A) It is the only planet
B) people can live on it
C) it has water and trees
D) people cannot live on it
Ok? What's the first problem you see? there are a few different problems but what's the obvious problem? Look at B and D. Look at those options. So B and D are opposites. B says people can live on it. D says people cannot live on it. If we have two that are opposites, we know only one of those can be true. So, if B and D are opposites, I know the answer cannot be A or C. So, now my chance of guessing right is 50%. That's not good. So, as I said before, that's not the only problem. So now let's look at, uh, another part of the problem. Think about it again. It's the only planet, people can live on it, it has water and trees, people cannot live on it. What's the other problem? This is testing general knowledge. There's a reading passage but you do not have to read it to guess the right answer. You know people can live on it. What is true about the earth? It's not the only planet. Uh, we know it has water and trees. And people can live on it. So here we have two problems: one, it's testing general knowledge -- not comprehension; and two, there are two correct answers: B people can live on it and C it has water and trees. Yes. so this is the- a big problem um, we don't wanna have two distractors that are opposites. We don't want to have a question -- any question -- that is meant to test comprehension, but really only tests general knowledge. Students shouldn't already know the answer without reading the passage if it's a reading question. If it's a listening question, students should only be able to get the right answer by listening and comprehending the listening.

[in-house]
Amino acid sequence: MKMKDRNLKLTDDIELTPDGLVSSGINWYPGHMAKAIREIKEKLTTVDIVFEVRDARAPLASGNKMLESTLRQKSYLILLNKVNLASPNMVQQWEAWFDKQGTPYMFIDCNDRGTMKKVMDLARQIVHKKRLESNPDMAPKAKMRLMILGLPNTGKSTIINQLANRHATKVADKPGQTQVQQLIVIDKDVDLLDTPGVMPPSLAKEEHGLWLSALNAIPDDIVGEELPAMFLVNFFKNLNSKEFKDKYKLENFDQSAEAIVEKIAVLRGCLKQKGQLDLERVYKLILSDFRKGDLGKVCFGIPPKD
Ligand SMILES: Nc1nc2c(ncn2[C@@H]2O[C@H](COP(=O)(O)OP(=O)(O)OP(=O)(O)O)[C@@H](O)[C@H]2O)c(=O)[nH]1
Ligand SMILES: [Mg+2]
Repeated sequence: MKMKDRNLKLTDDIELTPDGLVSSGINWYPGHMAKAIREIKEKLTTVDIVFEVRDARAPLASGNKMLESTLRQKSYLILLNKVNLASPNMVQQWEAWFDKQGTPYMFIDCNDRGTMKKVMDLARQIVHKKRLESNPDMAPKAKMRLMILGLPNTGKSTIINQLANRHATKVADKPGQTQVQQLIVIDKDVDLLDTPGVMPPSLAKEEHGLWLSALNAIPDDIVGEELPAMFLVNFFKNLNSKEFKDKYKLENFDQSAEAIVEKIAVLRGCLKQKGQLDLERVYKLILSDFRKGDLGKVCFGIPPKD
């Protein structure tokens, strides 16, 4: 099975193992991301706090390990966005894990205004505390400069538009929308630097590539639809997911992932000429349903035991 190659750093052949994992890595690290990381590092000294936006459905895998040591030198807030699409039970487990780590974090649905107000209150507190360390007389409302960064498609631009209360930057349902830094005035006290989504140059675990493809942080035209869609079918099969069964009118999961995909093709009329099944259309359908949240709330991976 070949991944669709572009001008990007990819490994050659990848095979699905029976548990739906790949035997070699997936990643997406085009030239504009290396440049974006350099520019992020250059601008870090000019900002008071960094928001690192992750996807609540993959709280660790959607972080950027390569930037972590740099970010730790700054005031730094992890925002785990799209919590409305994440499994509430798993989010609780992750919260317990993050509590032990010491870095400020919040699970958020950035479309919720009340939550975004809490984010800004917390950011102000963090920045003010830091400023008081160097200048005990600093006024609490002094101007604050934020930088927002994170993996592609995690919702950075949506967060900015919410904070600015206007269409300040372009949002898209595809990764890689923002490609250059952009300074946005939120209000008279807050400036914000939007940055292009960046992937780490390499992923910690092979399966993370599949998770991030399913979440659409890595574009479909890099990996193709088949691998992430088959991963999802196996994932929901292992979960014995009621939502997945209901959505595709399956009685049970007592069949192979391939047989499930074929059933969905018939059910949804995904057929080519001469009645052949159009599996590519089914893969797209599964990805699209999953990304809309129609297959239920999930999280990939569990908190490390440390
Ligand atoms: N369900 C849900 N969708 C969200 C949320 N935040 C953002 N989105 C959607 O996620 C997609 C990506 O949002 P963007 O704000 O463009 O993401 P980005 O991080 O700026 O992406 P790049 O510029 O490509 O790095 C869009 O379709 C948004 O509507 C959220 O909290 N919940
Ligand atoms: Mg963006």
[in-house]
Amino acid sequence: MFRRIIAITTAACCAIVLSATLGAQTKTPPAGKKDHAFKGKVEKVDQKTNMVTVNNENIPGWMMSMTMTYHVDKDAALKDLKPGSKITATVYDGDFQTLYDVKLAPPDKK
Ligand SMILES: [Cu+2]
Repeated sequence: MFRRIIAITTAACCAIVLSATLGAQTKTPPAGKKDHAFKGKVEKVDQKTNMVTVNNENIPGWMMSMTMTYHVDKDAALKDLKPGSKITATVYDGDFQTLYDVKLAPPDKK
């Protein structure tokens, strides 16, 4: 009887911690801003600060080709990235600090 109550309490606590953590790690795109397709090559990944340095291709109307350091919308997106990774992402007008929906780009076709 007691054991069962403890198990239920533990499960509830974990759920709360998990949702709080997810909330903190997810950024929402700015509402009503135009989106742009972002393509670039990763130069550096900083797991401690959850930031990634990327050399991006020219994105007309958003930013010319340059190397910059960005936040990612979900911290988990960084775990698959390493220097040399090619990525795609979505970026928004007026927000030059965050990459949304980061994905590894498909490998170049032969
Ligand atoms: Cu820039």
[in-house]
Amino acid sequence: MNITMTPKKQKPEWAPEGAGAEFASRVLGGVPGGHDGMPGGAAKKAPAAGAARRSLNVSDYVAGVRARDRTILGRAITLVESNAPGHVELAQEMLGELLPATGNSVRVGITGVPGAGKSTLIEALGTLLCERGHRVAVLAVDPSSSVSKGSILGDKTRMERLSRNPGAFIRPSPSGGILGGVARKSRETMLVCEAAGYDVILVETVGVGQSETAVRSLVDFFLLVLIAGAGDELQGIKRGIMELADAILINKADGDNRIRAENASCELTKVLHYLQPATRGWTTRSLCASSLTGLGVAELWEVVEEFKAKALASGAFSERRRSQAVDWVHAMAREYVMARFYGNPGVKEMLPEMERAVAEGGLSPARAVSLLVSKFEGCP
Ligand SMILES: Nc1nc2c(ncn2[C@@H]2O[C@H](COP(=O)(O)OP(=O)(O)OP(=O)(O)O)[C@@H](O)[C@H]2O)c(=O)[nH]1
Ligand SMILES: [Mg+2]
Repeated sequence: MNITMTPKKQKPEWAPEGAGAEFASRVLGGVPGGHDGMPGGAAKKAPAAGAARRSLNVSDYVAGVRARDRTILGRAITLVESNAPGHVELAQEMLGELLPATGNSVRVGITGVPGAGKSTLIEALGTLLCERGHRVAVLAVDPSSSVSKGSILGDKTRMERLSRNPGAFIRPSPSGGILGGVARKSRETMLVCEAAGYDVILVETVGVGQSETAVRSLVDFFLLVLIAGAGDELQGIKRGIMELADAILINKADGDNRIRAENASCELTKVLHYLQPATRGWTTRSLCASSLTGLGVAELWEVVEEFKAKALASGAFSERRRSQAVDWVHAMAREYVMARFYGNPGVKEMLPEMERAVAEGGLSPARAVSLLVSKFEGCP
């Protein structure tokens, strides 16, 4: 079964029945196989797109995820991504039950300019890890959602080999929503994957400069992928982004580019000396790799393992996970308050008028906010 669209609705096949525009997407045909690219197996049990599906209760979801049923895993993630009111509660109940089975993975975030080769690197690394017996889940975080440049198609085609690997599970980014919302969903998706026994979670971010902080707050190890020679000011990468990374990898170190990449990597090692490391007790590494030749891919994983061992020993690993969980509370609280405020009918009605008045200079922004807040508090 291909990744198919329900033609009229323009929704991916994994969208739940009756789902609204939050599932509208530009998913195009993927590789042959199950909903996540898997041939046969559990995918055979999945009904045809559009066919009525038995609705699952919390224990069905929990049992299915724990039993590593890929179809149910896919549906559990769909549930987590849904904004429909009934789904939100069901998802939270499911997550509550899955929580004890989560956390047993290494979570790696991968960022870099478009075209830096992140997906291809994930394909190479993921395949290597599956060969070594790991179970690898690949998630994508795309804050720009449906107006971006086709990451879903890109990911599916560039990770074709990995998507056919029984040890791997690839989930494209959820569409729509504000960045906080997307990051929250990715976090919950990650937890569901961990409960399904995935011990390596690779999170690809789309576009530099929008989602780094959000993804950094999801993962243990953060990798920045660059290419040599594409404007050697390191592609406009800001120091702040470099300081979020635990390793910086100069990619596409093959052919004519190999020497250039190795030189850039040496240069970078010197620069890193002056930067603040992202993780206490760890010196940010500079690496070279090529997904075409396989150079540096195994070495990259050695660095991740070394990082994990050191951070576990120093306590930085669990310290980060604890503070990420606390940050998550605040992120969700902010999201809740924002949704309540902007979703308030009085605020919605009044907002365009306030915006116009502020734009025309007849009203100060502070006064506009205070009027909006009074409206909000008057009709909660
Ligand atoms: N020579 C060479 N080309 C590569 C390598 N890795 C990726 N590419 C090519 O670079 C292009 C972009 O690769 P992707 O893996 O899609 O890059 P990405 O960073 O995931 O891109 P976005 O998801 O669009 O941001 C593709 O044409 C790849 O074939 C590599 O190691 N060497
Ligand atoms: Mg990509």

by squid -